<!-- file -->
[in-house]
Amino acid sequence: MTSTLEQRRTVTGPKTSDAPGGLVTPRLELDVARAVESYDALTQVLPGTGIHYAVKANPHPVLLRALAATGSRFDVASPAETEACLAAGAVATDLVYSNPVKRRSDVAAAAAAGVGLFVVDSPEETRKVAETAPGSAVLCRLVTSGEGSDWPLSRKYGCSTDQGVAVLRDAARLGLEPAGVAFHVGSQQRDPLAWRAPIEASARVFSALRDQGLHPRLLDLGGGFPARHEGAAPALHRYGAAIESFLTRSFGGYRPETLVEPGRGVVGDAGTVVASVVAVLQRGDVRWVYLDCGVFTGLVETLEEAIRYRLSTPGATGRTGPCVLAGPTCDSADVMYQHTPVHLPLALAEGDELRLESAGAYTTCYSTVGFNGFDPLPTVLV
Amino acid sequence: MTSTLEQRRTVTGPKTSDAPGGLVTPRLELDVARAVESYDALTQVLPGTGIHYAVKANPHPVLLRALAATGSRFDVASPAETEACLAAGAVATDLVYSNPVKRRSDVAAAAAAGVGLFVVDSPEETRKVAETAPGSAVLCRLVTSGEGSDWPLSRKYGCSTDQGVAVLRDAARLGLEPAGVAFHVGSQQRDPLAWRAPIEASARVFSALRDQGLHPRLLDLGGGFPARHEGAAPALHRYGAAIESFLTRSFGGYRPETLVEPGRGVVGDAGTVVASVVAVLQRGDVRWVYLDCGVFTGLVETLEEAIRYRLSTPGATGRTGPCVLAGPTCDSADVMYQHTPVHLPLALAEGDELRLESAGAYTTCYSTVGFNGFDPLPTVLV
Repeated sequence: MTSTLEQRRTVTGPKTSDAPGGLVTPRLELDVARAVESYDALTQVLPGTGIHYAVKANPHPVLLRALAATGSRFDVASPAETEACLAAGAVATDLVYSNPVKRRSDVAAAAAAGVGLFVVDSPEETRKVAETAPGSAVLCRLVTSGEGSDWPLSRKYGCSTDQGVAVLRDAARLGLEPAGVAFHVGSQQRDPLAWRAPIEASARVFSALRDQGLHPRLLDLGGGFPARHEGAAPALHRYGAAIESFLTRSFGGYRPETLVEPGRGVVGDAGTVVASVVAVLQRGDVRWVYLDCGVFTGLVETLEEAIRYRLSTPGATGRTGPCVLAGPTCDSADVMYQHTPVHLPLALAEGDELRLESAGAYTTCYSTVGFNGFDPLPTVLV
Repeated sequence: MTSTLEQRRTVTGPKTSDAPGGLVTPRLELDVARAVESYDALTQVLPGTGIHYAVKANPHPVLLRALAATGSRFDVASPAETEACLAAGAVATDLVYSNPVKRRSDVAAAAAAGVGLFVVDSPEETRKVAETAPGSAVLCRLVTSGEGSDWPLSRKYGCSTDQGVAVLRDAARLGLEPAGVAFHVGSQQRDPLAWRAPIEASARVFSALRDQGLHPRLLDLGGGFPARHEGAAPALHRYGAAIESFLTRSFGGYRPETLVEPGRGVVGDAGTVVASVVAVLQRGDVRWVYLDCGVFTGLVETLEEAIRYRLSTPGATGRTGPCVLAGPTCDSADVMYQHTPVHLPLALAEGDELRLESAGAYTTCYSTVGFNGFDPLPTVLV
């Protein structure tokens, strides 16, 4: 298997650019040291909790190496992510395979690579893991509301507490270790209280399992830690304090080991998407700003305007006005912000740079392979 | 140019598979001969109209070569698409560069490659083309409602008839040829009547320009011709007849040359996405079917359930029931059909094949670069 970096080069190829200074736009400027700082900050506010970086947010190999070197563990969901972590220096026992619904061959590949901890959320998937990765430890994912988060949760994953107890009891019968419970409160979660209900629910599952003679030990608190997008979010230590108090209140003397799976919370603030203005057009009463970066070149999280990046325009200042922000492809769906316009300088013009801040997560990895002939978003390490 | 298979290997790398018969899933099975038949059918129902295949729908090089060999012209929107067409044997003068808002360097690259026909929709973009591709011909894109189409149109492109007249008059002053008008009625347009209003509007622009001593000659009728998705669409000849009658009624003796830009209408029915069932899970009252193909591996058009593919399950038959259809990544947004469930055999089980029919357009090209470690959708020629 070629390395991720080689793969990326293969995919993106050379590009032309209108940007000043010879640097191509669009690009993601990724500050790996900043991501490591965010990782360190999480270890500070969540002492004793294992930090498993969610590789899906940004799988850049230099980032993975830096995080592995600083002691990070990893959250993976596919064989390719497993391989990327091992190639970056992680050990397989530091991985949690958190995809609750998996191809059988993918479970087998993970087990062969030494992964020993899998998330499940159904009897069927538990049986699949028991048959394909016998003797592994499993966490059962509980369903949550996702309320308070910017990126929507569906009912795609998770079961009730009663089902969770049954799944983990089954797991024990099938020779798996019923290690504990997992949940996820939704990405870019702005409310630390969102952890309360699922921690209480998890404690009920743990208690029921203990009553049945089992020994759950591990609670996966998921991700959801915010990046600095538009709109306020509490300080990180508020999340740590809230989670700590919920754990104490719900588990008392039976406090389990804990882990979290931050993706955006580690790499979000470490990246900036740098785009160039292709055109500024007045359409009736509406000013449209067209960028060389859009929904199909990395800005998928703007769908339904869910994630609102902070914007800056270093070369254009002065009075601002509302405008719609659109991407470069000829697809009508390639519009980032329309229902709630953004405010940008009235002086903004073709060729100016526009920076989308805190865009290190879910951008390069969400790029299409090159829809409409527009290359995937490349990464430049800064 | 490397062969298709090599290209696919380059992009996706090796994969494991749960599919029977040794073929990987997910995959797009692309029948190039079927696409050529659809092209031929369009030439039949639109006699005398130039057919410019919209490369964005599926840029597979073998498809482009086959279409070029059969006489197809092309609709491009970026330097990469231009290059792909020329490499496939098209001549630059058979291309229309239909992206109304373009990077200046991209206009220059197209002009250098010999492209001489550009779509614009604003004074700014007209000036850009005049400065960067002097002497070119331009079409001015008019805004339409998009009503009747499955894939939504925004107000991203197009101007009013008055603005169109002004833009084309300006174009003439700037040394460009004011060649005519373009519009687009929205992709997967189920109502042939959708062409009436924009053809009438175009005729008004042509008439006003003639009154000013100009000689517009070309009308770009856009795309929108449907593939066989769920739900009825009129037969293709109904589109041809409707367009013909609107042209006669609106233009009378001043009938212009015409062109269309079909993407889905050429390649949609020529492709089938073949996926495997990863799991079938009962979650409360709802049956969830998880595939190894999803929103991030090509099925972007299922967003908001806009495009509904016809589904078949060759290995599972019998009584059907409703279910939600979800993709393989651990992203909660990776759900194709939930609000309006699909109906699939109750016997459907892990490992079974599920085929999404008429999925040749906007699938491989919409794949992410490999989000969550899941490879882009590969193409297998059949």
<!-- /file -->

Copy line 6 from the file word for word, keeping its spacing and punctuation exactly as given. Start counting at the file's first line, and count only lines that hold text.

């Protein structure tokens, strides 16, 4: 298997650019040291909790190496992510395979690579893991509301507490270790209280399992830690304090080991998407700003305007006005912000740079392979 | 140019598979001969109209070569698409560069490659083309409602008839040829009547320009011709007849040359996405079917359930029931059909094949670069 970096080069190829200074736009400027700082900050506010970086947010190999070197563990969901972590220096026992619904061959590949901890959320998937990765430890994912988060949760994953107890009891019968419970409160979660209900629910599952003679030990608190997008979010230590108090209140003397799976919370603030203005057009009463970066070149999280990046325009200042922000492809769906316009300088013009801040997560990895002939978003390490 | 298979290997790398018969899933099975038949059918129902295949729908090089060999012209929107067409044997003068808002360097690259026909929709973009591709011909894109189409149109492109007249008059002053008008009625347009209003509007622009001593000659009728998705669409000849009658009624003796830009209408029915069932899970009252193909591996058009593919399950038959259809990544947004469930055999089980029919357009090209470690959708020629 070629390395991720080689793969990326293969995919993106050379590009032309209108940007000043010879640097191509669009690009993601990724500050790996900043991501490591965010990782360190999480270890500070969540002492004793294992930090498993969610590789899906940004799988850049230099980032993975830096995080592995600083002691990070990893959250993976596919064989390719497993391989990327091992190639970056992680050990397989530091991985949690958190995809609750998996191809059988993918479970087998993970087990062969030494992964020993899998998330499940159904009897069927538990049986699949028991048959394909016998003797592994499993966490059962509980369903949550996702309320308070910017990126929507569906009912795609998770079961009730009663089902969770049954799944983990089954797991024990099938020779798996019923290690504990997992949940996820939704990405870019702005409310630390969102952890309360699922921690209480998890404690009920743990208690029921203990009553049945089992020994759950591990609670996966998921991700959801915010990046600095538009709109306020509490300080990180508020999340740590809230989670700590919920754990104490719900588990008392039976406090389990804990882990979290931050993706955006580690790499979000470490990246900036740098785009160039292709055109500024007045359409009736509406000013449209067209960028060389859009929904199909990395800005998928703007769908339904869910994630609102902070914007800056270093070369254009002065009075601002509302405008719609659109991407470069000829697809009508390639519009980032329309229902709630953004405010940008009235002086903004073709060729100016526009920076989308805190865009290190879910951008390069969400790029299409090159829809409409527009290359995937490349990464430049800064 | 490397062969298709090599290209696919380059992009996706090796994969494991749960599919029977040794073929990987997910995959797009692309029948190039079927696409050529659809092209031929369009030439039949639109006699005398130039057919410019919209490369964005599926840029597979073998498809482009086959279409070029059969006489197809092309609709491009970026330097990469231009290059792909020329490499496939098209001549630059058979291309229309239909992206109304373009990077200046991209206009220059197209002009250098010999492209001489550009779509614009604003004074700014007209000036850009005049400065960067002097002497070119331009079409001015008019805004339409998009009503009747499955894939939504925004107000991203197009101007009013008055603005169109002004833009084309300006174009003439700037040394460009004011060649005519373009519009687009929205992709997967189920109502042939959708062409009436924009053809009438175009005729008004042509008439006003003639009154000013100009000689517009070309009308770009856009795309929108449907593939066989769920739900009825009129037969293709109904589109041809409707367009013909609107042209006669609106233009009378001043009938212009015409062109269309079909993407889905050429390649949609020529492709089938073949996926495997990863799991079938009962979650409360709802049956969830998880595939190894999803929103991030090509099925972007299922967003908001806009495009509904016809589904078949060759290995599972019998009584059907409703279910939600979800993709393989651990992203909660990776759900194709939930609000309006699909109906699939109750016997459907892990490992079974599920085929999404008429999925040749906007699938491989919409794949992410490999989000969550899941490879882009590969193409297998059949």